You started a new blog, and you don’t have many pages or posts. So you consider content scraping and copying articles from around the Internet.
Yes, you can publish a lot of pages in a short time by copying. But, before you start, do you know what you are about to do?
Is there a copyright notice on the sites you are thinking about copying? If there is, you will be, at worst, stealing and, at best, committing blatant plagiarism.
On top of that, what’s the benefit to you other than more pages on your blog? Copied content has almost no SEO value, so it will not help you at all in getting traffic to your site.
Fight or ignore content scrapers?
Every day I come across sites using content scraping and copying to republish my articles in full.
Could I take action against them?
Yes, I can send an email asking the webmaster to remove the copied content.
There is also the choice of blocking the user’s IP address so they can’t access my site.
Another option is to send a DMCA (Digital Millennium Copyright Act) notice to the site’s web host.
But can you imagine how much time all this would take me each day?
I would be doing nothing other than trying to police my site.
I gave up on this time-consuming process a long time ago. Now I take the do-nothing approach to content copiers.
Except for one thing: I take advantage of them.
Yes, in their foolishness and laziness, content copiers help me.
How to take advantage of content scrapers
The first step is adding a code line to your RSS feed. It’s easy to set up if you use Yoast.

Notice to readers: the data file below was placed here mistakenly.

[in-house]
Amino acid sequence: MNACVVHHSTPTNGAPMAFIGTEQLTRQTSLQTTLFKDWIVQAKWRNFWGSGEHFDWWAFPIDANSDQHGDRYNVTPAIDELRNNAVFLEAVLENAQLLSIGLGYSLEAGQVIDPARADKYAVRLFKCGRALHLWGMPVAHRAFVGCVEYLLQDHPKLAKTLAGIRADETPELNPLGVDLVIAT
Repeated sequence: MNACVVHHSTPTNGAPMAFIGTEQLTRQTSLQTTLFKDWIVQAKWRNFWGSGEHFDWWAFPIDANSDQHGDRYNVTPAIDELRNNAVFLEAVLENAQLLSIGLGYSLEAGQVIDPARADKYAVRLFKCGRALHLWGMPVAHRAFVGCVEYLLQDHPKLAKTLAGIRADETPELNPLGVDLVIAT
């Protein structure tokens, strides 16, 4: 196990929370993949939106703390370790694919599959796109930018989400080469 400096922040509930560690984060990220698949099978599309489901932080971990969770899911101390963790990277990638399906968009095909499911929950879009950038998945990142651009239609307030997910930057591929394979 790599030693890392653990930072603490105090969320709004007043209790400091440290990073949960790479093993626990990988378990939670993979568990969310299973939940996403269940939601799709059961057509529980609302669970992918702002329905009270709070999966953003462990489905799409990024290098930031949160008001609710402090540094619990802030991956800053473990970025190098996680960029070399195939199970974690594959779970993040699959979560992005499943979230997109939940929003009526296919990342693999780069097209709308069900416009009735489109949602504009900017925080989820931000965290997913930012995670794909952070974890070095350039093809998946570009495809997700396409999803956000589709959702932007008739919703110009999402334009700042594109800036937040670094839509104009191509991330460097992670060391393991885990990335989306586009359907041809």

The advice from Yoast says this:
This feature is used to automatically add content to your RSS, more specifically, it’s meant to add links back to your blog and your blog posts, so scrapers will automatically add these links too, helping search engines identify you as the original source of the content.
The link will appear when a blog post is viewed in RSS in full or as a summary.
Even if a blogger is smart enough to delete the link when they copy a post, it’s too late. Google and all other search engines will have indexed the post and know that my posts are the original versions.
Search engines don’t only use links. They are also very good at identifying copied and plagiarized text.
The second tactic is to include links and especially internal links in my posts. Most bloggers who steal content are lazy, so they rarely go through all the trouble of stripping links.
Here’s a great example of an RSS copy scraper helping me.
The first point to note is that this is a publisher’s site and should know better than copying content.
On the right, you can see that my internal links have helped me gain a few backlinks. That’s good for my SEO but not for this scraping site.
As a bonus for me, because the links are copied, they will all lead back to my site when clicked. On top of that, if I include affiliate links, they work on copies and might earn me a few bucks extra.
Some content scraping and copying sites are absurd
Google Search Console is the easiest way to find bloggers copying your content.
Go to Links and then Top Linking Sites.
Here’s an example.
This site alone has stolen, copied, and published 176 of my articles in full.
I sent numerous emails asking them to cease and desist but to no avail.
But the owners of the site have no idea at all about how to maintain a website.
If you try to access the site, you get a security warning in most browsers because it doesn’t have a simple SSL certificate.